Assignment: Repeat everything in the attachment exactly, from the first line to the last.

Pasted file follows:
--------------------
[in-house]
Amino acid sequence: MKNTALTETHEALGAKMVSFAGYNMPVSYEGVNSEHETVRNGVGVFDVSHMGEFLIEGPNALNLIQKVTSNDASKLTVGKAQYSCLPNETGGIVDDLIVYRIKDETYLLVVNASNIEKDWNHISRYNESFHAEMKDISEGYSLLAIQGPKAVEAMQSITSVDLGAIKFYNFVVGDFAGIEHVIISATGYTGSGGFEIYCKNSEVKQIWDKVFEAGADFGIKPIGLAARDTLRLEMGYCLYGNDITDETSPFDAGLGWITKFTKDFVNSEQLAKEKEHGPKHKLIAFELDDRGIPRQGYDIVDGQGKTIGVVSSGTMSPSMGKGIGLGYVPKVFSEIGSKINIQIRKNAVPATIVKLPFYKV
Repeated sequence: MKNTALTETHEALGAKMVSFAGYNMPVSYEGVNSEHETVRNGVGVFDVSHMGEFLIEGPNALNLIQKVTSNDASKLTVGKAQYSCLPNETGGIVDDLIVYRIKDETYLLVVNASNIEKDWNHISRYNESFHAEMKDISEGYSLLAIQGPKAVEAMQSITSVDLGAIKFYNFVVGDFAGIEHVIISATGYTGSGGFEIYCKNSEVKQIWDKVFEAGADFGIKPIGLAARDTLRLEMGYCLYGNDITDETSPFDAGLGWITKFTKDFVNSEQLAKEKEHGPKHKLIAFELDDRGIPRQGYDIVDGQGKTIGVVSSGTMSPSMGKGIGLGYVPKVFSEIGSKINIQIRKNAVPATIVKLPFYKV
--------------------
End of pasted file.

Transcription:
[in-house]
Amino acid sequence: MKNTALTETHEALGAKMVSFAGYNMPVSYEGVNSEHETVRNGVGVFDVSHMGEFLIEGPNALNLIQKVTSNDASKLTVGKAQYSCLPNETGGIVDDLIVYRIKDETYLLVVNASNIEKDWNHISRYNESFHAEMKDISEGYSLLAIQGPKAVEAMQSITSVDLGAIKFYNFVVGDFAGIEHVIISATGYTGSGGFEIYCKNSEVKQIWDKVFEAGADFGIKPIGLAARDTLRLEMGYCLYGNDITDETSPFDAGLGWITKFTKDFVNSEQLAKEKEHGPKHKLIAFELDDRGIPRQGYDIVDGQGKTIGVVSSGTMSPSMGKGIGLGYVPKVFSEIGSKINIQIRKNAVPATIVKLPFYKV
Repeated sequence: MKNTALTETHEALGAKMVSFAGYNMPVSYEGVNSEHETVRNGVGVFDVSHMGEFLIEGPNALNLIQKVTSNDASKLTVGKAQYSCLPNETGGIVDDLIVYRIKDETYLLVVNASNIEKDWNHISRYNESFHAEMKDISEGYSLLAIQGPKAVEAMQSITSVDLGAIKFYNFVVGDFAGIEHVIISATGYTGSGGFEIYCKNSEVKQIWDKVFEAGADFGIKPIGLAARDTLRLEMGYCLYGNDITDETSPFDAGLGWITKFTKDFVNSEQLAKEKEHGPKHKLIAFELDDRGIPRQGYDIVDGQGKTIGVVSSGTMSPSMGKGIGLGYVPKVFSEIGSKINIQIRKNAVPATIVKLPFYKV